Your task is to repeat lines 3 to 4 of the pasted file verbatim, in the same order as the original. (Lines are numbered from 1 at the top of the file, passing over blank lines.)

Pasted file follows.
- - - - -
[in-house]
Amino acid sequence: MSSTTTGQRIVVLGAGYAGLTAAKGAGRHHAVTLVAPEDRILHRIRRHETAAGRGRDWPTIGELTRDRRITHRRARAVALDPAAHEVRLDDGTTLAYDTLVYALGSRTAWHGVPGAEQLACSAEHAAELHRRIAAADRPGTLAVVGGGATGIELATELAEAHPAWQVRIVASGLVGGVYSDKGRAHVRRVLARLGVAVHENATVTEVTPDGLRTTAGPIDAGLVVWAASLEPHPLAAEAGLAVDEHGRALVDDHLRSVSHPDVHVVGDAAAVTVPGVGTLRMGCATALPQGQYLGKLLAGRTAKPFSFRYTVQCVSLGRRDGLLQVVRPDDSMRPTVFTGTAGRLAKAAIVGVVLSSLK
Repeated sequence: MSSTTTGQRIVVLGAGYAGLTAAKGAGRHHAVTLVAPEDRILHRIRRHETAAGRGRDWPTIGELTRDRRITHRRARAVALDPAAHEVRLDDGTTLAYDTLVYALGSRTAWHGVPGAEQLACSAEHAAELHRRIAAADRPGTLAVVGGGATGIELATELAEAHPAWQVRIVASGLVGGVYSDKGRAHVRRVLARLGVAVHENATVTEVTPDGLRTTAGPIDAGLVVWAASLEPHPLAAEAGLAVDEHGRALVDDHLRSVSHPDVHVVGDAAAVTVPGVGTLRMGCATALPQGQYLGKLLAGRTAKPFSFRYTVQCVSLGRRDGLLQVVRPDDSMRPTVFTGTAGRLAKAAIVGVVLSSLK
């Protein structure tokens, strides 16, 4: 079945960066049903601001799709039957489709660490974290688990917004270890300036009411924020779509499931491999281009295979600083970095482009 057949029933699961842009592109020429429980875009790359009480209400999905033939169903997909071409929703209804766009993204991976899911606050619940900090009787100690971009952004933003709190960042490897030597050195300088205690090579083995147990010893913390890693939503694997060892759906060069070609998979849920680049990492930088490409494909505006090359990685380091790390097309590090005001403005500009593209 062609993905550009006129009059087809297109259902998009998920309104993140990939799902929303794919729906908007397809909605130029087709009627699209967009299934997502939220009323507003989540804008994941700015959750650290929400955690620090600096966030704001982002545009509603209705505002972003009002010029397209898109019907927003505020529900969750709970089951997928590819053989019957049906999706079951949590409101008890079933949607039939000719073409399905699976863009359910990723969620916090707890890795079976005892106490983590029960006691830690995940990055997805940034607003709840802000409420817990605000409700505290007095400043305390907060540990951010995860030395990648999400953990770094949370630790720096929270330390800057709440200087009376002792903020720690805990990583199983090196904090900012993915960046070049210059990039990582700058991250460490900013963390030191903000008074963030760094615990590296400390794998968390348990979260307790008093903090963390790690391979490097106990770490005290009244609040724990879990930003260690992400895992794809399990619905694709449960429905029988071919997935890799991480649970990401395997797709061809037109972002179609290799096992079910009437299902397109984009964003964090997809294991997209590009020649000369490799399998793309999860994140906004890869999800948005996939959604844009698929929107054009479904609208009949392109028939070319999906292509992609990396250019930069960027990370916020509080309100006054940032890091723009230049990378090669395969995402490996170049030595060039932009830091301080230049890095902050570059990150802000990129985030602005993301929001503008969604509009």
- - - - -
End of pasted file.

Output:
Repeated sequence: MSSTTTGQRIVVLGAGYAGLTAAKGAGRHHAVTLVAPEDRILHRIRRHETAAGRGRDWPTIGELTRDRRITHRRARAVALDPAAHEVRLDDGTTLAYDTLVYALGSRTAWHGVPGAEQLACSAEHAAELHRRIAAADRPGTLAVVGGGATGIELATELAEAHPAWQVRIVASGLVGGVYSDKGRAHVRRVLARLGVAVHENATVTEVTPDGLRTTAGPIDAGLVVWAASLEPHPLAAEAGLAVDEHGRALVDDHLRSVSHPDVHVVGDAAAVTVPGVGTLRMGCATALPQGQYLGKLLAGRTAKPFSFRYTVQCVSLGRRDGLLQVVRPDDSMRPTVFTGTAGRLAKAAIVGVVLSSLK
């Protein structure tokens, strides 16, 4: 079945960066049903601001799709039957489709660490974290688990917004270890300036009411924020779509499931491999281009295979600083970095482009 057949029933699961842009592109020429429980875009790359009480209400999905033939169903997909071409929703209804766009993204991976899911606050619940900090009787100690971009952004933003709190960042490897030597050195300088205690090579083995147990010893913390890693939503694997060892759906060069070609998979849920680049990492930088490409494909505006090359990685380091790390097309590090005001403005500009593209 062609993905550009006129009059087809297109259902998009998920309104993140990939799902929303794919729906908007397809909605130029087709009627699209967009299934997502939220009323507003989540804008994941700015959750650290929400955690620090600096966030704001982002545009509603209705505002972003009002010029397209898109019907927003505020529900969750709970089951997928590819053989019957049906999706079951949590409101008890079933949607039939000719073409399905699976863009359910990723969620916090707890890795079976005892106490983590029960006691830690995940990055997805940034607003709840802000409420817990605000409700505290007095400043305390907060540990951010995860030395990648999400953990770094949370630790720096929270330390800057709440200087009376002792903020720690805990990583199983090196904090900012993915960046070049210059990039990582700058991250460490900013963390030191903000008074963030760094615990590296400390794998968390348990979260307790008093903090963390790690391979490097106990770490005290009244609040724990879990930003260690992400895992794809399990619905694709449960429905029988071919997935890799991480649970990401395997797709061809037109972002179609290799096992079910009437299902397109984009964003964090997809294991997209590009020649000369490799399998793309999860994140906004890869999800948005996939959604844009698929929107054009479904609208009949392109028939070319999906292509992609990396250019930069960027990370916020509080309100006054940032890091723009230049990378090669395969995402490996170049030595060039932009830091301080230049890095902050570059990150802000990129985030602005993301929001503008969604509009």